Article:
If you have ever despaired of finding a simple and maintainable method of garden record keeping, I may have an option for you. I use grid charts of my main vegetable garden’s raised beds, combined with uncomplicated sketches of various garden/landscape beds around the yard. The grids are scale representations fairly easily created from something like Microsoft Excel or Apple Pages. I’m clumsy with either, and I still manage to end up with functional charts. Some other garden areas are small enough that they are only listed in outline form, leaving room for notes.
(Below: some of the real raised beds) (all photos should enlarge when clicked on)
Each grid, or area, is on a separate sheet of paper, which I can lay out on the table in front of me as a visual to my yard. On these, I keep a running list of what was planted in that area for the prior 3 years. This is easily transferred to the new plans each season. I also have a quick key on each page to keep me oriented to which raised bed I am working on, and, so that as I need to move them to write on, I can easily put them back correctly. I make this key based on how I am looking at the garden from the house, since even for the rest of the year I spend a lot of time at the kitchen window (sink) viewing it from that orientation.
(Below: last year’s charts before I took them down to work on this year’s)
A semi-alphabetical list of vegetables to be planted is worked off of as I choose locations and companion plantings. Things such as compatibility of growth habits and potential cross pollination can be considerations. For instance, onions can be planted very close to broccoli or pumpkins at the feet of corn for space usage; vegetables that tend to share diseases or pests can be separated to help check any outbreaks; succession plantings, such as peas followed by summer squash, can be noted and then are less likely to be forgotten.
(Note that my pole bean trellis is designed to straddle a walkway, thus one row is in one raised bed and the other in the adjacent bed.)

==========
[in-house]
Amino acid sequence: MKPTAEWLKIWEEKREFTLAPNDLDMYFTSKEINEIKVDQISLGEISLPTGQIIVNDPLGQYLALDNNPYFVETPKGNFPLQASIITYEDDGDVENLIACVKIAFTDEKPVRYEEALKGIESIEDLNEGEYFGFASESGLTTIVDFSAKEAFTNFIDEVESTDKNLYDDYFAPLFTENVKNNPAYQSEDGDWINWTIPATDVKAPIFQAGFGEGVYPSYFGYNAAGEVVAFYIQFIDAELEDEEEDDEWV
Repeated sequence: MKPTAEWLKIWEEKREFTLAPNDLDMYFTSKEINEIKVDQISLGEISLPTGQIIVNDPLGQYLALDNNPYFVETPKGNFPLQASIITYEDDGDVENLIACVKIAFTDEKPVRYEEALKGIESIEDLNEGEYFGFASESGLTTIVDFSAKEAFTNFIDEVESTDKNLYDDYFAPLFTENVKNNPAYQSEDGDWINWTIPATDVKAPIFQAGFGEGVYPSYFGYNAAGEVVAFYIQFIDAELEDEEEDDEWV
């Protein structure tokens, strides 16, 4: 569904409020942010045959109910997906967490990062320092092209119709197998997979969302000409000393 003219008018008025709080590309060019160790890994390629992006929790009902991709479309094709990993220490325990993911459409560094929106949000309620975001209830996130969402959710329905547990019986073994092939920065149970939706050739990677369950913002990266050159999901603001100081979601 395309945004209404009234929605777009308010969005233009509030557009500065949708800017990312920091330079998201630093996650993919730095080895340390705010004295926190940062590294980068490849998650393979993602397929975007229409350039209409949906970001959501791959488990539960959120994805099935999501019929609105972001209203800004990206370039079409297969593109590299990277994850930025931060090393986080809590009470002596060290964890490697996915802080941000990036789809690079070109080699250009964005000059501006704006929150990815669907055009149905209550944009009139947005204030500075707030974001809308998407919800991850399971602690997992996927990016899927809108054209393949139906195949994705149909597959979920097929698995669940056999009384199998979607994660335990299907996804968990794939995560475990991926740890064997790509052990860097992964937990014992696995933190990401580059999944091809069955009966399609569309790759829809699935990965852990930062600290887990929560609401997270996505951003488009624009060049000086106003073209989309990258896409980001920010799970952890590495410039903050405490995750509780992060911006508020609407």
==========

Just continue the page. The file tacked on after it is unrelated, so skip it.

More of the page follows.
The scale factor helps me know ahead of time what will really fit in each garden bed. Since most of the areas are more spaces than rows, I can also do block plantings of things like herbs, lettuce, or beets. Perennial gardens can be more thoughtfully laced with eye-catching veggies, as well as annual flowers. And finally, it gives me clear direction about where to begin. Where do I finish cleaning up debris first? Where do I weed right away? (I can plant peas anytime now! If I can find a few hours when the ground is not frozen or too deeply covered with snow….)
I tape these charts inside my greenhouse, close to the back door, in a place that I can easily stroll in to. It makes the actual time out in the garden more relaxing because I’m not having to think so hard about where to plant. Then I begin to dream of spring in earnest.
Below are pdf files of my blank charts as they ended up looking this year. I’m sure you could do better and your garden is probably in different sizes, but if you want something easy to print, feel free:
(Below: pole bean trellis, in the far end of the garden, fell over in recent gust of wind after holding up to things all summer even though loaded with verdant vines, but NOW I know where I want to have it moved for this year)